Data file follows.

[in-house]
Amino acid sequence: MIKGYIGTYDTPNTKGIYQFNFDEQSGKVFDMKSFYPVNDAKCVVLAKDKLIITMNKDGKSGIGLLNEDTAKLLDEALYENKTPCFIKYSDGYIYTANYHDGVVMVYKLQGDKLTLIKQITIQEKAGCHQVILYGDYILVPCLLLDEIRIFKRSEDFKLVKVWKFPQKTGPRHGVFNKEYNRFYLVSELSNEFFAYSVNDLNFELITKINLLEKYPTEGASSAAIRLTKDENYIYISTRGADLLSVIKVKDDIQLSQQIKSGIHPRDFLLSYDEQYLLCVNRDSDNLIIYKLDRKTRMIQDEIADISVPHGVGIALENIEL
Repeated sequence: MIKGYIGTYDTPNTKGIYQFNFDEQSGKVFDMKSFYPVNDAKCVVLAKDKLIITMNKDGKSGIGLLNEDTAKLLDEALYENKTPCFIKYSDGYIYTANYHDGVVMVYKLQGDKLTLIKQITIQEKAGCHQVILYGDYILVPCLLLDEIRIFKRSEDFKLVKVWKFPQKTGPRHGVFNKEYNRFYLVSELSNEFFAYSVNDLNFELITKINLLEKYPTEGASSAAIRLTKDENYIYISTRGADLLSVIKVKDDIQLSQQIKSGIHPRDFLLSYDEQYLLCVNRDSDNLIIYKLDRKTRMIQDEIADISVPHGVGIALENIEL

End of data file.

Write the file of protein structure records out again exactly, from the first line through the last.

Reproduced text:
[in-house]
Amino acid sequence: MIKGYIGTYDTPNTKGIYQFNFDEQSGKVFDMKSFYPVNDAKCVVLAKDKLIITMNKDGKSGIGLLNEDTAKLLDEALYENKTPCFIKYSDGYIYTANYHDGVVMVYKLQGDKLTLIKQITIQEKAGCHQVILYGDYILVPCLLLDEIRIFKRSEDFKLVKVWKFPQKTGPRHGVFNKEYNRFYLVSELSNEFFAYSVNDLNFELITKINLLEKYPTEGASSAAIRLTKDENYIYISTRGADLLSVIKVKDDIQLSQQIKSGIHPRDFLLSYDEQYLLCVNRDSDNLIIYKLDRKTRMIQDEIADISVPHGVGIALENIEL
Repeated sequence: MIKGYIGTYDTPNTKGIYQFNFDEQSGKVFDMKSFYPVNDAKCVVLAKDKLIITMNKDGKSGIGLLNEDTAKLLDEALYENKTPCFIKYSDGYIYTANYHDGVVMVYKLQGDKLTLIKQITIQEKAGCHQVILYGDYILVPCLLLDEIRIFKRSEDFKLVKVWKFPQKTGPRHGVFNKEYNRFYLVSELSNEFFAYSVNDLNFELITKINLLEKYPTEGASSAAIRLTKDENYIYISTRGADLLSVIKVKDDIQLSQQIKSGIHPRDFLLSYDEQYLLCVNRDSDNLIIYKLDRKTRMIQDEIADISVPHGVGIALENIEL